After an eternity (okay, 18 years), Cuppa Joe is back with another release on Dromedary Records. Things have changed over the years in cuppa joe’s world. Their previous release, nurture was a delightful twee pop confection. This track (you can see the video here) adds an unexpected depth to their catalog.
The first change comes from the minor chord guitar strums; the second comes from the bass, which is following its own cool riff–although it melds nicely with the verse, it’s unexpected from cuppa joe. The pace of the song is much slower than the frantic songs on nurture. Even the vocals, while noticably cuppa joe, seem less so–call it a more mature version of the vocals. Indeed, the whole sounds seems to have relinquished their more childlike qualities and embraced a more mature outlook.
This could be a death knell for a band, but not in this case. All of their songwriting sensibilities remain intact. Indeed, they have added a wonderful new component: terrific harmonies in the chorus (which may have been there before, but which really stand out here).
It would almost seem like an entirely new band (18 years will do that to you). But rather than a new band it’s like an old band coming out of a coocoon like a butterfly. (That’s too treacly, sorry guys–maybe we’ll just stick with them being older and wiser. Welcome back guys.
The new cuppa joe album Tunnel Trees is available here.
[READ: September 8, 2010] “The Science of Flight”
I read this story in September of 2010. I liked it but I wasn’t that impressed by it. Well, it turns out I either skipped or missed an important section of the story. So I’m trying again. here’s the start of my original post
Yiyun Li’s is one of the 20 Under 40 from the New Yorker. This story (which I assume is not an excerpt) is about Zichen. Zichen (whose name is unpronounceable to Westerners) emigrated from China to live in America with her then new husband.
As the story opens, we see Zichen at work at an animal-care center. She is talking with her coworkers about her upcoming visit to England (this will be her first-ever vacation that is not to China). The men are teasing her about the trip (why would she want to go to the ocean in the winter, she doesn’t know anyone there, etc). The teasing is friendly, because they are friendly, although Zichen is very reserved around them. Of course, of all the people she has known, she has opened up to them the most–which still isn’t very much.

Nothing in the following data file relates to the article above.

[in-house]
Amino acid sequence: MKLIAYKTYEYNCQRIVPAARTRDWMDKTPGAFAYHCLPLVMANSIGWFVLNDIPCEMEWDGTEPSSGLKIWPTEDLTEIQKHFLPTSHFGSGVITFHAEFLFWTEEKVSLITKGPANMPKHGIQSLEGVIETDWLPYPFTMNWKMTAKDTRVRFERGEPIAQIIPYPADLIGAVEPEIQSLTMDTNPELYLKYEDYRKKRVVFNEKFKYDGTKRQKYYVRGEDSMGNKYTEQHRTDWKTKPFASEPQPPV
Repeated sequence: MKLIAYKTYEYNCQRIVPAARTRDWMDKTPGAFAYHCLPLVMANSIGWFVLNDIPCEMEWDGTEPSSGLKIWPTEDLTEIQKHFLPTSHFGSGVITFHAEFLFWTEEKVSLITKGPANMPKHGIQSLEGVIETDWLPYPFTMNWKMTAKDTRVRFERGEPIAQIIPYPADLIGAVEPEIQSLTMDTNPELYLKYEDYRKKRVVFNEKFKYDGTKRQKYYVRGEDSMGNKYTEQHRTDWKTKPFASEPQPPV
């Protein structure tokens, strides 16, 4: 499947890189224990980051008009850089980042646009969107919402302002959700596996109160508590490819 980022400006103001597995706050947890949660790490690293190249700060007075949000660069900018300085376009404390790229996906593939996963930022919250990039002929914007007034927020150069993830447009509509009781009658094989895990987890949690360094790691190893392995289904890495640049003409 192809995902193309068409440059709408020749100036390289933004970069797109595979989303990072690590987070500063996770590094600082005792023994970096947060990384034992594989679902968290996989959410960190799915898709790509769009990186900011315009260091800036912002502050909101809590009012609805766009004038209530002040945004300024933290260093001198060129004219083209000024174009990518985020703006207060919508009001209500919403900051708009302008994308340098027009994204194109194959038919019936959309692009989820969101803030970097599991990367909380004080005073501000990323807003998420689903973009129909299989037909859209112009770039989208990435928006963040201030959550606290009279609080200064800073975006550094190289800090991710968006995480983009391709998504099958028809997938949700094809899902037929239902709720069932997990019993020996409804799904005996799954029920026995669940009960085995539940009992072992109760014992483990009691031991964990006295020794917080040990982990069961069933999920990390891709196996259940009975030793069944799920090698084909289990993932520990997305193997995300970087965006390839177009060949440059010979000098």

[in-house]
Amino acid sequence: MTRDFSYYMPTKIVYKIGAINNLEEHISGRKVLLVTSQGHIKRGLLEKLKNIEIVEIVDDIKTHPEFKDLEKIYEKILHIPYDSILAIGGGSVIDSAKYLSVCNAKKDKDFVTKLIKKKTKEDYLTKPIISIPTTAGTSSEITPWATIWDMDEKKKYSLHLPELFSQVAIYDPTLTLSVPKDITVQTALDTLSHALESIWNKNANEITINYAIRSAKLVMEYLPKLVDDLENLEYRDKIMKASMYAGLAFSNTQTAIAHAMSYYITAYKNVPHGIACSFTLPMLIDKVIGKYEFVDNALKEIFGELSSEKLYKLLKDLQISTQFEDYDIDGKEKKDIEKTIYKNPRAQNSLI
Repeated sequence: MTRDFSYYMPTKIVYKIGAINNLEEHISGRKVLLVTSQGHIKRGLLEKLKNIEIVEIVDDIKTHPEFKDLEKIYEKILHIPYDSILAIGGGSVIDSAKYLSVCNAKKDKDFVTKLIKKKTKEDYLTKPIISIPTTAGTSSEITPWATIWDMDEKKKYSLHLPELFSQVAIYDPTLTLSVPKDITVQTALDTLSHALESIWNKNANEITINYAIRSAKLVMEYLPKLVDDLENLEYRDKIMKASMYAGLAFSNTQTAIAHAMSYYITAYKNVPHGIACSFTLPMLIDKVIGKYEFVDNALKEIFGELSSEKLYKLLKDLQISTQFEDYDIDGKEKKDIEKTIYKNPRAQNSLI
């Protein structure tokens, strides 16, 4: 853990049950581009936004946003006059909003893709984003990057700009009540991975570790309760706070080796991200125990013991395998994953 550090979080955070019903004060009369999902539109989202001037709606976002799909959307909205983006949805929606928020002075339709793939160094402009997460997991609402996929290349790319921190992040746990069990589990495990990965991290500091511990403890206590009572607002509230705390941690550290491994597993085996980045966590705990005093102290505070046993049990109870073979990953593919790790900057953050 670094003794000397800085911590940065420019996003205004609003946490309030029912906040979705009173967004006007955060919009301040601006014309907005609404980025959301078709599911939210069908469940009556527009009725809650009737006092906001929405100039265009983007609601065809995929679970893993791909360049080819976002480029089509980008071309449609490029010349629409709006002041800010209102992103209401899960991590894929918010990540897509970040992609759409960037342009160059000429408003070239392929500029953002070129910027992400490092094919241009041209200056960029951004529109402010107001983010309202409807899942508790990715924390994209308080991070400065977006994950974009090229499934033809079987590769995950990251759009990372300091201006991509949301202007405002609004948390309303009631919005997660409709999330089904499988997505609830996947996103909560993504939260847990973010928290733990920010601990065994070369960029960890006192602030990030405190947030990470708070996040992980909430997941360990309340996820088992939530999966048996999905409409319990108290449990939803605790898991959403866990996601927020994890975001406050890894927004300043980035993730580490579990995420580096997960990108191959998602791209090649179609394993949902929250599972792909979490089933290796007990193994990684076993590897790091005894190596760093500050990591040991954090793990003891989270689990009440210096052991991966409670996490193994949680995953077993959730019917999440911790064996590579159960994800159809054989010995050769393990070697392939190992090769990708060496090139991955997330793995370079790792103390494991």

That much is accurate. However, the rest of my post about this story is completely (and rather ineptly, I must admit) incorrect. Recently, Carol Schoen commented on my original post and informed me that I was a bonehead (although she said it much more politely than that). I had completely missed the point of this story the first time around. And indeed, re-reading it this time, I can’t help but wonder what happened last time.
Zichen is a bastard, literally. She was born our of wedlock to a man who ran away. In China, this was like compounding one sin atop another one. Her grandmother agreed to raise her (after a failed adoption) more or less to spite Zichen’s mother, provided Zichen’s mother had nothing to so with her. And so, Zichen’s grandmother worked in her shop extra long hours to care for a child who was a visible symbol of the family’s disgrace. (I seem to have gotten the point about her grandmother raising her, but seem to have missed the important part about her parents not being in her life at all).
So Zichen has been working in America for a few years. And each year she claims that she is going home to visit her parents in China, when indeed she cannot even set foot in her old village. But she does go to China, and she brings back photos for her coworkers to admire. This year, she tells them that she is going to go to England. They don’t believe her–she must go home to visit her family! Why would she go to England in November? But she has her reasons (more secrets here).
She has gotten so used to hiding (hiding herself and later, hiding the truth) that I had to wonder what she was hiding from herself.
I enjoyed this story much more this time (that’s what happens when you pay attention). Thanks Carol.
To see my original post in all its boneheadedness, click here.
Her Q&A is available here.